- Names of property owners
- Places where properties are located and in some cases the names of neighbors
- A notation on the title page if there is an index of the people included in the cadastre
- Sons and daughters that worked on the property
- Type, measurement, value, and quality of the properties
- Number of workers
- Number of heirs
Memoriales de legos o seglares and Personal de legos o seglares may include the following:
- Names of the head of household as well as the
- Name of spouse
- Name(s) of child/children
- Other people living in the home (could be relatives and servants)
Collection Content[edit | edit source]
Sample Images[edit | edit source]
How Do I Search The Collection?[edit | edit source]
Before using this collection it is helpful to know:
- Your ancestor's given name and surname
- Identifying information such as residence
View The Images[edit | edit source]
View images in this collection by visiting the Browse Page:
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How Do I Analyze the Results?[edit | edit source]
Compare each result from your search with what you know to determine if there is a match. This may require viewing multiple records or images. Keep track of your research in a research log.
What Do I Do Next?[edit | edit source]
I Found the Person I Was Looking For, What Now?[edit | edit source]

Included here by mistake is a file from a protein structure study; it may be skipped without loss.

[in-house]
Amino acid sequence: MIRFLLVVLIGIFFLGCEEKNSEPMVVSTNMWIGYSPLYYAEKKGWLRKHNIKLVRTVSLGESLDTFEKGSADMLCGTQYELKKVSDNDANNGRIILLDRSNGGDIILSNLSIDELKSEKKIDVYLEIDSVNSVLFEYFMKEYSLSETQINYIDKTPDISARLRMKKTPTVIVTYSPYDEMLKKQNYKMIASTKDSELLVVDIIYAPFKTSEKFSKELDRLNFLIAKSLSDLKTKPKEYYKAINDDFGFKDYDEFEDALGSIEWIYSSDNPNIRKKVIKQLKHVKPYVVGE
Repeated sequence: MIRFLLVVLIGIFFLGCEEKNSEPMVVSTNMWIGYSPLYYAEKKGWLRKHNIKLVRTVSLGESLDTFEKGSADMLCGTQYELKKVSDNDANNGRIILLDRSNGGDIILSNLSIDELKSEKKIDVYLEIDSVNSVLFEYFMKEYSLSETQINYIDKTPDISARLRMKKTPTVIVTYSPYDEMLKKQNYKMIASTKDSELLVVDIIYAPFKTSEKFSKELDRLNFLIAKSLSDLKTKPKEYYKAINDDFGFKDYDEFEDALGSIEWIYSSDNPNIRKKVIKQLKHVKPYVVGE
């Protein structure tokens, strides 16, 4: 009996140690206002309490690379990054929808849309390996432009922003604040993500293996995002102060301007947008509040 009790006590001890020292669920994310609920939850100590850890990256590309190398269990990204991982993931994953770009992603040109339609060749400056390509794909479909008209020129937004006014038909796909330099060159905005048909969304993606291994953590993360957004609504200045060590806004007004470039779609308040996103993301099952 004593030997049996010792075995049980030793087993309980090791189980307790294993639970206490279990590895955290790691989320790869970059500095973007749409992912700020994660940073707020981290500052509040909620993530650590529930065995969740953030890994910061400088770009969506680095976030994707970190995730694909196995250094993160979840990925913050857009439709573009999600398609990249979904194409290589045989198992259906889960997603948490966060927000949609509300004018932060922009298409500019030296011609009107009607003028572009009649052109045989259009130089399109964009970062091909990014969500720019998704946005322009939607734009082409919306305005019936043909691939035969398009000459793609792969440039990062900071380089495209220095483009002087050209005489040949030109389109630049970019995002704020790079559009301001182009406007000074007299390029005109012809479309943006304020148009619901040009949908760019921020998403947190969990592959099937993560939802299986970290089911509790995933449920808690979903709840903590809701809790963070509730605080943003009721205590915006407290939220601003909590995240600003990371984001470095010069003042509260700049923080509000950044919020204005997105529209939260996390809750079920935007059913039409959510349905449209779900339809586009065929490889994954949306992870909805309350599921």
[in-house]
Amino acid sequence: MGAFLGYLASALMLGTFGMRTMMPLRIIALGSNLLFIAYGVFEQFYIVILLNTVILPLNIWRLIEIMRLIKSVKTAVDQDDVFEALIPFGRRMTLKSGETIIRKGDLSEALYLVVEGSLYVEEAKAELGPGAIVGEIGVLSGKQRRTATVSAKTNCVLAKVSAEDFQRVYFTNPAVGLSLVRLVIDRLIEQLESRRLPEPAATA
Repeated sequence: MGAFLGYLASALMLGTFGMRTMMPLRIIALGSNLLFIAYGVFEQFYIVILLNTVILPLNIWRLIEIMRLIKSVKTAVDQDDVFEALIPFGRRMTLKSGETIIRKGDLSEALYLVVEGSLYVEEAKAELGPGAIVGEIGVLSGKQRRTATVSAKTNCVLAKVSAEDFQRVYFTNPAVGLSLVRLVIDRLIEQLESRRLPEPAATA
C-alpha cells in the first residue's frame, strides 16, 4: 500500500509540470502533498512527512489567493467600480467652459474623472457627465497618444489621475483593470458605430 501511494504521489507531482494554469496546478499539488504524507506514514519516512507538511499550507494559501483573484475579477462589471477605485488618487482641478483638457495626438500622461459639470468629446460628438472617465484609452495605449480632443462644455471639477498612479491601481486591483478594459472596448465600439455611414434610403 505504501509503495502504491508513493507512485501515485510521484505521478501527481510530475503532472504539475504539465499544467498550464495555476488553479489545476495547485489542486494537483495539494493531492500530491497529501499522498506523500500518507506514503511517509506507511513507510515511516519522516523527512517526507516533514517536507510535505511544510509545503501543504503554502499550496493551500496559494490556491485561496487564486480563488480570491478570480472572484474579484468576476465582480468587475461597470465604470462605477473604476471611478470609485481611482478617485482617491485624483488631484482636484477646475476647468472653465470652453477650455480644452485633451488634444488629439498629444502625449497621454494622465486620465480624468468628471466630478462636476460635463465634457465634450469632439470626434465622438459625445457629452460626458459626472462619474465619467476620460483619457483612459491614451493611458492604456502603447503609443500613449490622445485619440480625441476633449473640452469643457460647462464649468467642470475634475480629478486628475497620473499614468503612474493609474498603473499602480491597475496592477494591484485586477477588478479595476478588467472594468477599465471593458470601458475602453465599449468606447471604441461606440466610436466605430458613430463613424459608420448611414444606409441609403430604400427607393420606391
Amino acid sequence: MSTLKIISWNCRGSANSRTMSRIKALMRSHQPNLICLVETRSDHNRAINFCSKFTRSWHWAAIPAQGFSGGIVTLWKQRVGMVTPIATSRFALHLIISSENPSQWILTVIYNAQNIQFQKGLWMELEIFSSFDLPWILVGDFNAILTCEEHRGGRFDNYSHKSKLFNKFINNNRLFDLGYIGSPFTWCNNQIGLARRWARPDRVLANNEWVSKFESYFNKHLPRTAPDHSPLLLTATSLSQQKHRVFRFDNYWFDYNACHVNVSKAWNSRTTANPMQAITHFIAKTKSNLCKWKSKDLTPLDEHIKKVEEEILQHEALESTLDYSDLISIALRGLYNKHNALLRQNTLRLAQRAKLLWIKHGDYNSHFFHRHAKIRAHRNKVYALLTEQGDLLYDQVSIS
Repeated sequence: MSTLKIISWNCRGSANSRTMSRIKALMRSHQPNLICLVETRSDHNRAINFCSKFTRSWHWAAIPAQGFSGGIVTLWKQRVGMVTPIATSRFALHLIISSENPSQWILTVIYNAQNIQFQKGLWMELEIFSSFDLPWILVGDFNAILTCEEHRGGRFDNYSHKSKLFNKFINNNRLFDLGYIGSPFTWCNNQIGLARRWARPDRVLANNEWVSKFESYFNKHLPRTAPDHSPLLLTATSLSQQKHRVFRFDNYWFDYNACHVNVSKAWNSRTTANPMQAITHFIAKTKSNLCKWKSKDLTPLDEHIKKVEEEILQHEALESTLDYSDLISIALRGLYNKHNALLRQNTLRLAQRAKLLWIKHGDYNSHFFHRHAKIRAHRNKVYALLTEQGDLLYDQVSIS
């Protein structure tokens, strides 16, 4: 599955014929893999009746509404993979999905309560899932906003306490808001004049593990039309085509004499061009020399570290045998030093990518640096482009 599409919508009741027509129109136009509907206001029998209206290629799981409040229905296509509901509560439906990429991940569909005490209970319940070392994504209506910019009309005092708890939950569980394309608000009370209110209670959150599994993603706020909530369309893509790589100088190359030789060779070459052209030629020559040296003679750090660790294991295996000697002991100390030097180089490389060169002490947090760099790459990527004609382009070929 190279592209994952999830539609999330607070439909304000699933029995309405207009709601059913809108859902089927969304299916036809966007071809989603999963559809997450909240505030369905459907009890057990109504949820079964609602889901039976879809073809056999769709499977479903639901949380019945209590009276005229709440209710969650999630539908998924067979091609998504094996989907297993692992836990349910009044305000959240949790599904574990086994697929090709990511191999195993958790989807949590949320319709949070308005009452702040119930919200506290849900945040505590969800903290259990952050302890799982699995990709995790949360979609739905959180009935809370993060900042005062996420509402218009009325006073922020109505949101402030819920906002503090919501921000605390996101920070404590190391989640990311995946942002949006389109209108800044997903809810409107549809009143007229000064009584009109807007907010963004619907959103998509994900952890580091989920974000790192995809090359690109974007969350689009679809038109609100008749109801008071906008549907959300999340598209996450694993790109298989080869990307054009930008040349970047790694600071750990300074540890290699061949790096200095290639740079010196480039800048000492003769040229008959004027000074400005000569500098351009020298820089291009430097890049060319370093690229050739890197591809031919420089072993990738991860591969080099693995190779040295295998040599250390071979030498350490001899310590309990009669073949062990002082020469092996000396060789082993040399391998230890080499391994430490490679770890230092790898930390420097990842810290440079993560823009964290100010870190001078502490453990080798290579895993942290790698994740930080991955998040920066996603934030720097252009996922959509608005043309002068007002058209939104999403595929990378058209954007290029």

- Add any new information to your records
- Check the image the index was taken from to see if there is additional information
- Make sure to fully transcribe and cite the record entry for future reference; see the section Citing This Collection for assistance. Save or print a copy of the image
- Use the information to find more. For instance, use the age listed in the record to estimate a year of birth, if that is yet undetermined
- Use the parents' birth places to find former residences and to establish a migration pattern for the family
- Use the marital status (whether a divorce or death dissolved a marriage) to identify previous marriages
I Can’t Find the Person I’m Looking For, What Now?[edit | edit source]
- Use the residence and names of the parents to locate church records Spain Catholic Church Records - FamilySearch Historical Records
- Continue to search the records to identify children, siblings, parents, and other relatives who may have lived in the same area or a nearby area
- Check for variants of given names, surnames, and place names. Transcription errors could occur in any handwritten record; also, it was not uncommon for an individual be listed under a nickname or an abbreviation of their name Click here for a list of Spanish name abbreviations
- New information is constantly being indexed, microfilmed or updated. Periodically check back to see if your ancestor’s records have been added. You can see if the area you’ve been looking in has been recently updated by going to Historical Records Collections. Watch for an asterisk for recently added or updated records
Research Helps[edit | edit source]
The following articles will help you in your research for your family in Spain.
Citing This Collection[edit | edit source]
Citations help you keep track of places you have searched and sources you have found. Identifying your sources helps others find the records you used.
The citation for this collection can be found on the Collection Details Page in the section Citing this Collection.
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How Can I Contribute to the FamilySearch Wiki?[edit | edit source]